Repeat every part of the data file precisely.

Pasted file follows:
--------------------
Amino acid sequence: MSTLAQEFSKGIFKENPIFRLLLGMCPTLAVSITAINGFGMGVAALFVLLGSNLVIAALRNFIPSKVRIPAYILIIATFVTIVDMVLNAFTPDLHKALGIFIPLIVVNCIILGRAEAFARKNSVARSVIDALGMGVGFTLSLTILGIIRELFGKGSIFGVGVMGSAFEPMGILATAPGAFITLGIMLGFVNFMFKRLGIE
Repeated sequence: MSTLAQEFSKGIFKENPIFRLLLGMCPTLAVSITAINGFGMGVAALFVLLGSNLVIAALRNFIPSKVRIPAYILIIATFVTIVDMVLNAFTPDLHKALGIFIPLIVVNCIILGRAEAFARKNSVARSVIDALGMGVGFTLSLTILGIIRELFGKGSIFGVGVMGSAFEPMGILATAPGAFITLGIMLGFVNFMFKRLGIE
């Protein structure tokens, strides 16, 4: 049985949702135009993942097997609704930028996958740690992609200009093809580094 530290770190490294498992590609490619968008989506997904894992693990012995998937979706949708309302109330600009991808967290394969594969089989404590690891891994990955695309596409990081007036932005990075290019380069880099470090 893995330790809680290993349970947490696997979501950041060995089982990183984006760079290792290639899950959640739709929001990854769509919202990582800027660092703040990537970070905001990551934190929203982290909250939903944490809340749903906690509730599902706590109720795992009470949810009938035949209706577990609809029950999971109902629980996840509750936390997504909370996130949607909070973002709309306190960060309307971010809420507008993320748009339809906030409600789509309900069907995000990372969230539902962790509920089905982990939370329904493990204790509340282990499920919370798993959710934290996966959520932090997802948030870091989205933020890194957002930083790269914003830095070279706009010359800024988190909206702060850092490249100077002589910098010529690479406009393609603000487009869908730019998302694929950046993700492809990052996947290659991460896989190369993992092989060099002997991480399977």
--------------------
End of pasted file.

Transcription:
Amino acid sequence: MSTLAQEFSKGIFKENPIFRLLLGMCPTLAVSITAINGFGMGVAALFVLLGSNLVIAALRNFIPSKVRIPAYILIIATFVTIVDMVLNAFTPDLHKALGIFIPLIVVNCIILGRAEAFARKNSVARSVIDALGMGVGFTLSLTILGIIRELFGKGSIFGVGVMGSAFEPMGILATAPGAFITLGIMLGFVNFMFKRLGIE
Repeated sequence: MSTLAQEFSKGIFKENPIFRLLLGMCPTLAVSITAINGFGMGVAALFVLLGSNLVIAALRNFIPSKVRIPAYILIIATFVTIVDMVLNAFTPDLHKALGIFIPLIVVNCIILGRAEAFARKNSVARSVIDALGMGVGFTLSLTILGIIRELFGKGSIFGVGVMGSAFEPMGILATAPGAFITLGIMLGFVNFMFKRLGIE
């Protein structure tokens, strides 16, 4: 049985949702135009993942097997609704930028996958740690992609200009093809580094 530290770190490294498992590609490619968008989506997904894992693990012995998937979706949708309302109330600009991808967290394969594969089989404590690891891994990955695309596409990081007036932005990075290019380069880099470090 893995330790809680290993349970947490696997979501950041060995089982990183984006760079290792290639899950959640739709929001990854769509919202990582800027660092703040990537970070905001990551934190929203982290909250939903944490809340749903906690509730599902706590109720795992009470949810009938035949209706577990609809029950999971109902629980996840509750936390997504909370996130949607909070973002709309306190960060309307971010809420507008993320748009339809906030409600789509309900069907995000990372969230539902962790509920089905982990939370329904493990204790509340282990499920919370798993959710934290996966959520932090997802948030870091989205933020890194957002930083790269914003830095070279706009010359800024988190909206702060850092490249100077002589910098010529690479406009393609603000487009869908730019998302694929950046993700492809990052996947290659991460896989190369993992092989060099002997991480399977």